Sunday, May 24, 2015

Memorial Day Memories and a New Recipe Book with Old Fashioned Recipes

A Virtual Bouquet for Memorial Day

Memorial Day, a perfect time to remember...and here's one of my favorite memories and the recipe that came from it!

My mom was raised during the Great Depression by her British-born mom. So growing up, I got used to many of her recipes being from cheap ingredients. And quick and easy to prepare, as my mom worked full time and then some in our art gallery, the first in Sun Valley. Slumgullion, the Scots-Irish word for mixed up leftovers, was my mom’s favorite dish to prepare, despite inedible disaster often being a result. She hated to “waste” food, no matter what the state the food happened to be in, including that of waste. This is why my dad always said that nothing ever came out of our refrigerator unless it crawled out on its own. In self defense, I learned very early on how to cook and bake. Nowadays I often thank Mom for her terrible cooking.
            One of the things I learned early on is that there are several ways to make slumgullion without it tasting (and immediately being) garbage. If you just follow a few simple rules then you might find yourself making a delicious slumgullion often and well! And saving food, time and money!

Dear Readers, what are your Memorial Day memories?

Yummy Slumguillion!


Think of like with like and ingredients you'd use together in dishes. For example, I often take leftover chili (steak, chili sauce, and tomatoes), leftover Mexican casserole (hamburger, corn, chilies and carrots) and leftover pasta and combine. I promise it’s yummy, although may look illustrated above.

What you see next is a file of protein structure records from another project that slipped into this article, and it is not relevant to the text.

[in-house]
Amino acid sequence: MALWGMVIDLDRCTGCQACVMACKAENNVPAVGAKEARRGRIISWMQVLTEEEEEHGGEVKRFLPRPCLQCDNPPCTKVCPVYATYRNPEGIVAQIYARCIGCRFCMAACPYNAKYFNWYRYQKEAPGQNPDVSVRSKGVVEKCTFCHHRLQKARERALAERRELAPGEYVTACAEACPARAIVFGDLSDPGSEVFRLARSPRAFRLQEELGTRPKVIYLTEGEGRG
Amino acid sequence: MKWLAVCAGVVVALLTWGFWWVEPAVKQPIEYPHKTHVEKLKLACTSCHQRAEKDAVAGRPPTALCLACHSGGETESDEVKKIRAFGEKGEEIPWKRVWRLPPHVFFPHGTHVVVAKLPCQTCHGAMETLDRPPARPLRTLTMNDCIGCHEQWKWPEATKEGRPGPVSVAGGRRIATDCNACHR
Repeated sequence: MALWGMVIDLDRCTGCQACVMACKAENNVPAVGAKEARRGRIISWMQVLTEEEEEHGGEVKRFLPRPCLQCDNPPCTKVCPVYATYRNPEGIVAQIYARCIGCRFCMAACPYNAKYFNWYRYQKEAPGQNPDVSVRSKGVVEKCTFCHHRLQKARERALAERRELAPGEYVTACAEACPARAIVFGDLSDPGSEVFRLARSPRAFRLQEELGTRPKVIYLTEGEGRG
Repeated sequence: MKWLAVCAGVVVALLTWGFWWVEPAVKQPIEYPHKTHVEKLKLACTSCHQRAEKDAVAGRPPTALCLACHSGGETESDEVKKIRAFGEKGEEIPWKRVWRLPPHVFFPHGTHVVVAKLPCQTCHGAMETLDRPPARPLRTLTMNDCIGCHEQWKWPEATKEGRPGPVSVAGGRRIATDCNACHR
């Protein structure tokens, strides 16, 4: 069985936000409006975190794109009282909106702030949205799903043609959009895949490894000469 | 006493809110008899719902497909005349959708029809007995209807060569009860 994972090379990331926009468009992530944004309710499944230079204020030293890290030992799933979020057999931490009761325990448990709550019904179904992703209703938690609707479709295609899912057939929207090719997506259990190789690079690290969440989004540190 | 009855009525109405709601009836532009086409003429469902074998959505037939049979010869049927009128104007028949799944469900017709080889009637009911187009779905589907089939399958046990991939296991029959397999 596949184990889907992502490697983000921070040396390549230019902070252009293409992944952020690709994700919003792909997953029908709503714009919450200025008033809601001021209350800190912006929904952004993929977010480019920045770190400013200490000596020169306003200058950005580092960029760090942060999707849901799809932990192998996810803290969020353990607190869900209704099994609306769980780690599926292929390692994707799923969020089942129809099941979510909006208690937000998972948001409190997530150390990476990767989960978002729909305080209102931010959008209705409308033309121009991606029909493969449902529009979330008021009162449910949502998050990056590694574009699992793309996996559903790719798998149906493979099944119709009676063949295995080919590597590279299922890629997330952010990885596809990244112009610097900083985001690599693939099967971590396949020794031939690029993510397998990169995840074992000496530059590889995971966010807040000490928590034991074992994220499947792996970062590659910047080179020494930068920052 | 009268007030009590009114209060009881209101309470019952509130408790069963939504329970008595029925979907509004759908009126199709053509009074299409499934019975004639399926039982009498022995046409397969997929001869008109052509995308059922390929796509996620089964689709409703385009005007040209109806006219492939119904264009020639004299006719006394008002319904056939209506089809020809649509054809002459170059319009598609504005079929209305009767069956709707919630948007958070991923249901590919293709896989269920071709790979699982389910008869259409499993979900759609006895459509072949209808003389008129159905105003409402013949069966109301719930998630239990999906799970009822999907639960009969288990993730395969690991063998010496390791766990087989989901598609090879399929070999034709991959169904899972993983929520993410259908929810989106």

If you have a lot of one leftover and a little of another, but not quite enough to make a meal, consider another item that would combine well with your ingredients. I might add beans or some spaghetti squash to the recipe above. Or add a side dish too, a salad perhaps.

Avoid mixing too strong of flavors, sweets and sours, for example. If my character from my Starke Dead mystery series, Aunt Maddie, was making the chili/Mexican/pasta slumgullion above, she'd add apple pie! Okay, an extreme example, but Aunt Maddie is pretty extreme herself. Also avoid too many different added spices. Both these mistakes will make the food taste strange and murky and possibly not like food at all.

If you have "simple" leftovers, such as cooked vegetables and chicken, consider which spices to use and try different ones for a "refreshed" dish. (I might use coriander, thyme and pepper for the vegetables and chicken, for example.)

Avoid mixing tomatoes, vinegar or lemon juice with peas, green beans and/or broccoli as the green vegetables will turn brown and bitter.

One last trick: You can always pour gravy over everything, yum, or use the gravy as a base for a refreshed slumgullion soup, yum!

Readers, questions, suggestions, tales of culinary disaster?

A flyer for a booksigning of Family Recipes from the Snake River Plain, which includes my slumguillion recipe and other great recipes from great cooks, fry sauce, dream cake, zucchini rounds, but you can get a copy today here! Enjoy!


Caryn Caldwell said...

Ha! I love the idea of learning how to cook as self-defense. I can see why if your mom's kitchen had a lot of cooking disasters!

Conda Douglas said...

Caryn, it's great to hear from you! Yes, Mom had a lot of cooking disasters, like the time the boiled eggs exploded! She'd forgotten that she'd put them on the stove to cook and all the water boiled away. Burned eggs and eggshells everywhere, even on the ceiling, plus the hideous burned egg sulfur stink! Yuck!